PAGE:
Will October 27, 1999 go down in history as the day of reckoning for Amazon.com and the rest of the e-commerce stocks? An increasingly disgruntled Wall Street crowd thinks so.
In what's becoming an uncomfortably familiar scenario, Amazon CEO Jeff Bezos, in a conference call with analysts, warned that his company would again be racking up losses as it spends, spends, spends to grow its business. The warning proved to be too much for Wall Street. The stock immediately dropped 8 per cent to close at $US 71 and remained down for the last couple of weeks.
Following Bezos' announcement, five firms downgraded Amazon, including Merrill Lynch, Prudential Securities and CIBC World Markets. This is the first time the analyst community has shown solidarity in voicing impatience with Amazon's spend-at-all-costs business philosophy.
Of particular annoyance: Amazon will triple marketing spending in the fourth quarter, and it's staring at a $1 billion deficit before it can hope to break even.
Amazon's pledge to forego profits in the near term as it scales up business has had its critics since day one. But what makes last week's witch hunt so intriguing is who is calling for the company's head - some notorious Amazon bulls.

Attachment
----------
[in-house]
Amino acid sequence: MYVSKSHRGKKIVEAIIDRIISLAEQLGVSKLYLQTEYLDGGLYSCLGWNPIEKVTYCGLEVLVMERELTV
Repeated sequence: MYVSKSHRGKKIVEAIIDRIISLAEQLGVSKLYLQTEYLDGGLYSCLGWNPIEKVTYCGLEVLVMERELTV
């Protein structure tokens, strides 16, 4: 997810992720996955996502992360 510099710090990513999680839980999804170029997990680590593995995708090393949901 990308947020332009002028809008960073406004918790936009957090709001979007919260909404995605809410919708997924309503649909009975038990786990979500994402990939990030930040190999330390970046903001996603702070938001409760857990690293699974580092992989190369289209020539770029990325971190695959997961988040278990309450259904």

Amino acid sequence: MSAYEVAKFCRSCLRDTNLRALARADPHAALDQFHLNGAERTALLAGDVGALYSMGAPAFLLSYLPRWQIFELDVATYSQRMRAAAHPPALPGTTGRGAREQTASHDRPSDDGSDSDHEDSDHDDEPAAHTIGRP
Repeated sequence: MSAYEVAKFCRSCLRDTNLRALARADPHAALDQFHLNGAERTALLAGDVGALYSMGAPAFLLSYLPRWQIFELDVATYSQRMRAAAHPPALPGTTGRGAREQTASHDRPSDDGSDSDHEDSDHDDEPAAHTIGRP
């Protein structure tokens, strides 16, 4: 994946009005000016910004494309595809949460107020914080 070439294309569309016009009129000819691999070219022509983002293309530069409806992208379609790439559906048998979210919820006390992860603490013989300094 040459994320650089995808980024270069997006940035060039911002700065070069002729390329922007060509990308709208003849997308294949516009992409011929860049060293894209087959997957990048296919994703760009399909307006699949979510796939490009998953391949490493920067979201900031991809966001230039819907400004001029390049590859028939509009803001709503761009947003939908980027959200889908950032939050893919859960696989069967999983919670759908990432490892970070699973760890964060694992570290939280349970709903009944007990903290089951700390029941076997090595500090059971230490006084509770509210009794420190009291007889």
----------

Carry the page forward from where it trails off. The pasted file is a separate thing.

Even Merrill's Henry Blodgett, the analyst who predicted greatness for Amazon last year, said the company's pledge to continue breakneck spending is becoming `numbingly routine'. While he believes Amazon is in a class of its own, he says that at some point the company has to show it's committed to turning a profit. Otherwise, `we believe investors will become as tired as we are of endless postponement of gratification', he says.
Scott Ehrens, an analyst with Bear Stearns, had more tempered remarks. He maintains his attractive rating, but acknowledges he's concerned about Amazon's rising marketing costs and the expected lower-gross margins that go with it. Lauren Cooks Levitan, of Robertson Stephens, also says she's growing `increasingly impatient', but adds she's confident the firm has the potential to generate `impressive long-term returns on investment'.
No one is criticising Amazon's commitment to turning up the dial on marketing this holiday season. But the increased spending only deepens losses and prolongs the inevitable - unprofitable quarters for the long haul. In the two-and-a-half years since it went public, Amazon is no closer to breaking even today.
Blodgett says some good has resulted. Amazon is finally opening up its books and divulging a breakdown on fulfilment costs. `We're crying for more evidence that what they're doing is leading to a return on investment,' he says.